A friend of mine from New York moved, quite wisely, to a small island in the Caribbean and sees this view from her bedroom window every day (now you know why I think she’s wise).
Thankfully, this island in the Caribbean belongs to Colombia (which is actually odd because it’s far from Colombia, about 700 km to be exact, closer to Nicaragua). But why I am thankful about this island’s nationality? Because that means flights from Bogota are cheap – just US$50 one way.
And I’m just as thankful that this friend and her husband have a spare guest room and invited me and my husband for a visit. Which we recently took them up on.
San Andres Island has a fascinating history – the British claimed it centuries ago, leaving a heritage of the English language, and others fought over it, but in time the Colombians were the ones left holding the title deed (although we’ll see for how long). It’s head-spinning to visit an island that belongs to Colombia where you hear more English than Spanish, dance to more reggae than salsa, and eat more crab patties than arepas.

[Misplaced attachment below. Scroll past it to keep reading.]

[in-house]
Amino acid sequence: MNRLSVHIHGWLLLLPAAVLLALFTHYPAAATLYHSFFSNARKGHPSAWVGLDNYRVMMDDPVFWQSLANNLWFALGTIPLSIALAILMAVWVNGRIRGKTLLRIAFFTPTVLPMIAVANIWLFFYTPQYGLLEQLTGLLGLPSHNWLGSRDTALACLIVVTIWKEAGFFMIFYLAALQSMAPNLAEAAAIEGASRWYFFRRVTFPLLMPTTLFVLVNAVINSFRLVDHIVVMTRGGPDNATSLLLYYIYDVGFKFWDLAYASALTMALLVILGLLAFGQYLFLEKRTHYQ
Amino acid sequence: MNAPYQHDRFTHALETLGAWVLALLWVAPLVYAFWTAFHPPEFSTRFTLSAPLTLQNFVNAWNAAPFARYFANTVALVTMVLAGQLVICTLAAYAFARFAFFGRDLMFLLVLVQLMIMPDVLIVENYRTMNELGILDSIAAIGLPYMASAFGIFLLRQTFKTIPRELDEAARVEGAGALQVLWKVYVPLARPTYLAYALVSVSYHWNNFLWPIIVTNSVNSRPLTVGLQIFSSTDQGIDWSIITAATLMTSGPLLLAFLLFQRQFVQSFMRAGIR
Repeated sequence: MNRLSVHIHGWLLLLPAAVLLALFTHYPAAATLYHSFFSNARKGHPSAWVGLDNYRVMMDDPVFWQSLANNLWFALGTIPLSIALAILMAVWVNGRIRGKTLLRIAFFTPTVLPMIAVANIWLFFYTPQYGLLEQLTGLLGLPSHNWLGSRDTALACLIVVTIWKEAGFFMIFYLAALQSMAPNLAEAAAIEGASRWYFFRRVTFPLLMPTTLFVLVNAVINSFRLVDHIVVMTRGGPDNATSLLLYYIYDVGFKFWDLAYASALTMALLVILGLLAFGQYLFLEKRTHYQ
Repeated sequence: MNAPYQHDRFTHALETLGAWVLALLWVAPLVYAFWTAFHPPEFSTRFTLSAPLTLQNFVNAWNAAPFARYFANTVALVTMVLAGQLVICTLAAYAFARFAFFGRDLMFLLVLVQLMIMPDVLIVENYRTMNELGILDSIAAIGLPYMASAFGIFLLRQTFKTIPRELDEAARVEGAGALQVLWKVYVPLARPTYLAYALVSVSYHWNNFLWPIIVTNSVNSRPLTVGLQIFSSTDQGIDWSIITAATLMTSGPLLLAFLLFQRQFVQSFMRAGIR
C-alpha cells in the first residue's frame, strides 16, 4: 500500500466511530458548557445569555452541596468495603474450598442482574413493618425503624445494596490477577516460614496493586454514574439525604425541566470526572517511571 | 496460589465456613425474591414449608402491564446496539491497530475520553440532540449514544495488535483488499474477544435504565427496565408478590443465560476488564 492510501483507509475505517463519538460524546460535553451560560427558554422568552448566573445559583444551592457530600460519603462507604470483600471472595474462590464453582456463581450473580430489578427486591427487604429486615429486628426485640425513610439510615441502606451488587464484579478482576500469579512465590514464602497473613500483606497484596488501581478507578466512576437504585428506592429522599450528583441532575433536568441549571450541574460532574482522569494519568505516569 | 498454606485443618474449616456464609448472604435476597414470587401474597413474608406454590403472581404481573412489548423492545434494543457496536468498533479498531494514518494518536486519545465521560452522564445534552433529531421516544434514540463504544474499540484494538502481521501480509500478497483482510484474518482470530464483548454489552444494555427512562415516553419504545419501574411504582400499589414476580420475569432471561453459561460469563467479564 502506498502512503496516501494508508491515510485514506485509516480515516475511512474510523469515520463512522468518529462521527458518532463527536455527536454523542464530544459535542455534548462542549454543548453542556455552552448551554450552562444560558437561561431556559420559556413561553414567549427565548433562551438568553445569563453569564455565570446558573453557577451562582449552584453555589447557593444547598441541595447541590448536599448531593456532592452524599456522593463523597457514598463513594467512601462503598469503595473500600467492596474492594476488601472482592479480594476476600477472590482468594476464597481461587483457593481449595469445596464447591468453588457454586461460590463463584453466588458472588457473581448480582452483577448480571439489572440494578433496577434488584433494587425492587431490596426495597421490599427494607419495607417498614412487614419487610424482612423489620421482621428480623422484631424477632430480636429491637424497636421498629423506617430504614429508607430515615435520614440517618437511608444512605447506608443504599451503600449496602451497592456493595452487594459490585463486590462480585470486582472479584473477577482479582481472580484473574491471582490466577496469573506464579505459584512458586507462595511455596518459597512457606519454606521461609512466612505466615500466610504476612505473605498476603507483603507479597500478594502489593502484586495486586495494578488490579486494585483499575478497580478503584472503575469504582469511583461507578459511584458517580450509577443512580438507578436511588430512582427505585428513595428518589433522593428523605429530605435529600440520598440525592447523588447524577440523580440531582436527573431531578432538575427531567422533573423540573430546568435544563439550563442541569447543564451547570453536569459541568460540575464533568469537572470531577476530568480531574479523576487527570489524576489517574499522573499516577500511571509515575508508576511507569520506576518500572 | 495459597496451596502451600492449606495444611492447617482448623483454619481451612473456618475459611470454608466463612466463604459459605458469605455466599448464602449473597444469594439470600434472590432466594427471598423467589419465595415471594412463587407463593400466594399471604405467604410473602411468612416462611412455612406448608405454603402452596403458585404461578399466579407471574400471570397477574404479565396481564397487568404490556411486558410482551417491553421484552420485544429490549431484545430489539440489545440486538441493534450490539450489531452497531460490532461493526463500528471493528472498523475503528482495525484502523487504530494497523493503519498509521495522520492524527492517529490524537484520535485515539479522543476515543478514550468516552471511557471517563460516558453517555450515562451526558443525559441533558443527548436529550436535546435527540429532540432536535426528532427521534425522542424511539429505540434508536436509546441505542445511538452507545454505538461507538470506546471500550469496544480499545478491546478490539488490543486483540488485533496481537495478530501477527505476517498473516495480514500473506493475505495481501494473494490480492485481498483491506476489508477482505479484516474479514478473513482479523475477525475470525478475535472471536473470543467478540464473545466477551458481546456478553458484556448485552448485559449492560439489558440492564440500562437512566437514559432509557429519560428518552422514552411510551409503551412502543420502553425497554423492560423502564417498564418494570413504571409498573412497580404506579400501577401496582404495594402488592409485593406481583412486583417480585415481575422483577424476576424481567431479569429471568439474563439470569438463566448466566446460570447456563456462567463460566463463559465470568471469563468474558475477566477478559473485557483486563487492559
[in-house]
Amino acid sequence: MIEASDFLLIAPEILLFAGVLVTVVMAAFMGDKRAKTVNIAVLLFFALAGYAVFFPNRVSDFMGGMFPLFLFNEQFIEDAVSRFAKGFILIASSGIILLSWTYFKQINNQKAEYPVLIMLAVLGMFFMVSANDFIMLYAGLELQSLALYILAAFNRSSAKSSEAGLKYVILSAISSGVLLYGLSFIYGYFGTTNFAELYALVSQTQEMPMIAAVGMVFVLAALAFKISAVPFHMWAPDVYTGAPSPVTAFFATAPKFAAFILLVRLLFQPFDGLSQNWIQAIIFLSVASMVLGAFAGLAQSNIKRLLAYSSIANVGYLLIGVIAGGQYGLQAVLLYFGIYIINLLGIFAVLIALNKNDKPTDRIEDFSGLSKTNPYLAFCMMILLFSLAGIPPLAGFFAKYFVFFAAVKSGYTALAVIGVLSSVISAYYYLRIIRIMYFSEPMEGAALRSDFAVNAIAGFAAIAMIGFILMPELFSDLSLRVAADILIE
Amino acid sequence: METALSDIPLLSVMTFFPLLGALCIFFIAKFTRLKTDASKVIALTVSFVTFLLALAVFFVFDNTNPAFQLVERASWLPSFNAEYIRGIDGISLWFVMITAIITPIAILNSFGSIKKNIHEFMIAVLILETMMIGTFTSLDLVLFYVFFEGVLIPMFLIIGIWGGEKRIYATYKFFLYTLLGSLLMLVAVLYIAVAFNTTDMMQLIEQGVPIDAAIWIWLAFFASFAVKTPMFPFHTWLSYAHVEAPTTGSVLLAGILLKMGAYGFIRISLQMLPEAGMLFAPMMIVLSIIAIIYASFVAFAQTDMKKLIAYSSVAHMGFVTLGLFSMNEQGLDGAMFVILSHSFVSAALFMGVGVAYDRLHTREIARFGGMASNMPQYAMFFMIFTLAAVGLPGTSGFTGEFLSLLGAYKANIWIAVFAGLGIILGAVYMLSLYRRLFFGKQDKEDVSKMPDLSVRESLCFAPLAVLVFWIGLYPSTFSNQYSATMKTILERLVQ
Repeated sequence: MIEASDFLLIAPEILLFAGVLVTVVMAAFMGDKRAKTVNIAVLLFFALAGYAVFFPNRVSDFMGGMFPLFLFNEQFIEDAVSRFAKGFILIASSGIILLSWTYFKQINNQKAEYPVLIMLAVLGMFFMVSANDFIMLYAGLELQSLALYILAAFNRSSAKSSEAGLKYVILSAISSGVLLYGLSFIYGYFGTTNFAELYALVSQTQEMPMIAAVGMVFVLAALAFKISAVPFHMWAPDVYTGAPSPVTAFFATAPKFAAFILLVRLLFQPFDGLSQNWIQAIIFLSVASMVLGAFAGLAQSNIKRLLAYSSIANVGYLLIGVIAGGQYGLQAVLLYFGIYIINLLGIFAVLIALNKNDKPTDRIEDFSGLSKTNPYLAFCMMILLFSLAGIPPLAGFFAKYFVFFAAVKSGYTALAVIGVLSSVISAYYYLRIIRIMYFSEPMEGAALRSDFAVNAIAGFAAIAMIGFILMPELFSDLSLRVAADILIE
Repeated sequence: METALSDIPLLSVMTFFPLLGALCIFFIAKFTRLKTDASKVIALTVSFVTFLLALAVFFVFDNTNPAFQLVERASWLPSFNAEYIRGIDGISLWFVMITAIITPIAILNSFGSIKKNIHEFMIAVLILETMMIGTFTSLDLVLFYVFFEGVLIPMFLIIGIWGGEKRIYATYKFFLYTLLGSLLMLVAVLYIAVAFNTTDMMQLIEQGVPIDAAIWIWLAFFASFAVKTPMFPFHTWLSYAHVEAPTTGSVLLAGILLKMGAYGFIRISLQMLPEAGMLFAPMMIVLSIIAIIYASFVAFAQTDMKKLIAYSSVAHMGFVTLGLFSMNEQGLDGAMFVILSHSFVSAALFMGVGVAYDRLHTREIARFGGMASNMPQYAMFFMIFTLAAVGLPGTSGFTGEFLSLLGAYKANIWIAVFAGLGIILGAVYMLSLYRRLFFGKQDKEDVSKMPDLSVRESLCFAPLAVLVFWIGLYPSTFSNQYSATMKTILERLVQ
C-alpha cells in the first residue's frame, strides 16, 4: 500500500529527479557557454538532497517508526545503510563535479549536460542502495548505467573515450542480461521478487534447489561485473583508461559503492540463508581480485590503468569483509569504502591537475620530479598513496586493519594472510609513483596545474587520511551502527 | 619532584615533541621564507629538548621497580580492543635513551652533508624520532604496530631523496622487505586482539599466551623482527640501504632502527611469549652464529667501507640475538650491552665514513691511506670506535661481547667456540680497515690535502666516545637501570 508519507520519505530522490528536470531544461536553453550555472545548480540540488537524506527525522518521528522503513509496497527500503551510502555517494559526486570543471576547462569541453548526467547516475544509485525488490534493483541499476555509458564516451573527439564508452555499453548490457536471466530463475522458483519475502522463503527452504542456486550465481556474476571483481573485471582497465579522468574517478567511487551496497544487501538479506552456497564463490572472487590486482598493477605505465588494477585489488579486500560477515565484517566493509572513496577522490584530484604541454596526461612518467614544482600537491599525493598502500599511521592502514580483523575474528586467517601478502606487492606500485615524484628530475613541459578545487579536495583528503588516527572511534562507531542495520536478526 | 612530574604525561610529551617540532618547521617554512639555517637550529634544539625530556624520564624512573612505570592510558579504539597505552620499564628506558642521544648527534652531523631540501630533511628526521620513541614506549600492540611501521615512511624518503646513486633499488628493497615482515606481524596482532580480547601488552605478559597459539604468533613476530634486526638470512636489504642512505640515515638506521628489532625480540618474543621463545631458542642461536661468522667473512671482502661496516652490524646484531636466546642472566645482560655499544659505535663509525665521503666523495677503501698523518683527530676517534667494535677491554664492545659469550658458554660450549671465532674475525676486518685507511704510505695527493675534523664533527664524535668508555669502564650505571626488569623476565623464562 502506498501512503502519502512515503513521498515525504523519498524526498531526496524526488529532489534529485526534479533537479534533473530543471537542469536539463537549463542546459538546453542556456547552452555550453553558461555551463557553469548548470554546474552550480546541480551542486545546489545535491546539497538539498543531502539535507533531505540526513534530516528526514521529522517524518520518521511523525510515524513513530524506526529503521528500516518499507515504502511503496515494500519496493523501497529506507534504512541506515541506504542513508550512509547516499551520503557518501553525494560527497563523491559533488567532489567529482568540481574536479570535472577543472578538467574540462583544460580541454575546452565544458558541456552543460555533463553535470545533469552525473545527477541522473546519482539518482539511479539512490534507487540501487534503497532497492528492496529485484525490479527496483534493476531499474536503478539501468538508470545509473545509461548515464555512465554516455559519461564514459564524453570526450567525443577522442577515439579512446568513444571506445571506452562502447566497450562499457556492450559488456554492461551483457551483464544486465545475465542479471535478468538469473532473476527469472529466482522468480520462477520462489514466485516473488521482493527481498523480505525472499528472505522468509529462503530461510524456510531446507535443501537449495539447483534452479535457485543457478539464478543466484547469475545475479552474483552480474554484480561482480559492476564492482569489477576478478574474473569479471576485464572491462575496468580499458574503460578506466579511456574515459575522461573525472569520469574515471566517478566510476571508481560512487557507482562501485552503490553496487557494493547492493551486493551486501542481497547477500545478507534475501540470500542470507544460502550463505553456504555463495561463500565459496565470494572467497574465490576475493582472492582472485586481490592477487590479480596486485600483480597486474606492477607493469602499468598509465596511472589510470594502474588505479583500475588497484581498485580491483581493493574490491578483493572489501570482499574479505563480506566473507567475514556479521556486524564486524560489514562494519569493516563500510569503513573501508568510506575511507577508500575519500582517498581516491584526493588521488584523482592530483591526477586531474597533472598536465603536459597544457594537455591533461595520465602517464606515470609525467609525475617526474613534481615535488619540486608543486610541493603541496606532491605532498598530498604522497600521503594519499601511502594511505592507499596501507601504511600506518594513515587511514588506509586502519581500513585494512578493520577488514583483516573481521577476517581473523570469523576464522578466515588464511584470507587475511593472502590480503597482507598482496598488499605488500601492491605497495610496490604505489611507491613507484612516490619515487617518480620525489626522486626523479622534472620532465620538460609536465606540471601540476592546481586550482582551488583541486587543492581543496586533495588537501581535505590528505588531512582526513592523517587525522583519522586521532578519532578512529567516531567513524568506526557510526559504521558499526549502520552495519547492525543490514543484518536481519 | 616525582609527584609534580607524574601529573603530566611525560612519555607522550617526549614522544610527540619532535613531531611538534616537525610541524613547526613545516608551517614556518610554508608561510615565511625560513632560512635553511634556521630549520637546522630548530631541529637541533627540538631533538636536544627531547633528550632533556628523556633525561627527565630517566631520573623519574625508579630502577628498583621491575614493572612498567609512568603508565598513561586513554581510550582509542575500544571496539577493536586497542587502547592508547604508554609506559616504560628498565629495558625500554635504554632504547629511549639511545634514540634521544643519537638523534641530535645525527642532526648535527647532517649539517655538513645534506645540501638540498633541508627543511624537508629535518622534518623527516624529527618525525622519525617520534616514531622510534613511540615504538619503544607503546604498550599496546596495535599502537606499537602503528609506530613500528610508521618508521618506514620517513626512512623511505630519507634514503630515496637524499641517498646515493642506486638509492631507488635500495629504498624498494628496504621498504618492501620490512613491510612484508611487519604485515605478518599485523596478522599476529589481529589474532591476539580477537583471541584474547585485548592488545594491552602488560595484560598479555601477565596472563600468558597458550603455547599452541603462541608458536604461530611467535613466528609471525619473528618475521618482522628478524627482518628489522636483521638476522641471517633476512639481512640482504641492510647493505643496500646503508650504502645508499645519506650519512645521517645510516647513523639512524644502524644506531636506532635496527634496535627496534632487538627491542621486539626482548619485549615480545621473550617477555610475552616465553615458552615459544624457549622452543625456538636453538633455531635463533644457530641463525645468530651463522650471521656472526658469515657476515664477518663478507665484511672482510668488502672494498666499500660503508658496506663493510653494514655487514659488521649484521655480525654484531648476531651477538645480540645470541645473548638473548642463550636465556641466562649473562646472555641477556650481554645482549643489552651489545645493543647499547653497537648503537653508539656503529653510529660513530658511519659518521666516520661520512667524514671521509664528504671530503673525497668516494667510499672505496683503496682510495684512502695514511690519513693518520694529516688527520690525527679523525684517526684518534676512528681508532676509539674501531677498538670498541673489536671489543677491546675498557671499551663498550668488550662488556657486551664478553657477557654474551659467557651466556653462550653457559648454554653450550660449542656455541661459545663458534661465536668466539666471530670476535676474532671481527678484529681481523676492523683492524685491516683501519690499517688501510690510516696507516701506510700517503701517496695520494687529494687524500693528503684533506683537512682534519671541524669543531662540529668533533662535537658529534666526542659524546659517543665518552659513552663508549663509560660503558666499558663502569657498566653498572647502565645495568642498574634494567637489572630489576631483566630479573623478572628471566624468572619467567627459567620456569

But my husband, Peter (my faithful taste tester), and I were up for the cultural challenge, and decided to eat our way through the island.
In search of the essential eats on San Andres, we crunched on fried fish (my New York friend loves the crispy tails, which makes me think she’s not really from New York). We savored coconut rice and nibbled on fried breadfruit.
We downed plantain patties and carefully tried conch ball sandwiches (they are way better than they sound).
We ate peto – a warm corn dish – made with cinnamon instead of panela, and attacked fair tables, those tables that Islanders put outside their homes on weekday evenings and weekends to tempt neighbors with their best homemade treats.
We gorged on carimañolas and arepas de huevo, the best we’ve had, with enough grease to last us for the rest of the year.
Along the way we explored the island, picked up some Islander expressions, admired the people’s love of spiritual conversations, and of course, we snorkeled in the multicolored waters among fish and stingrays.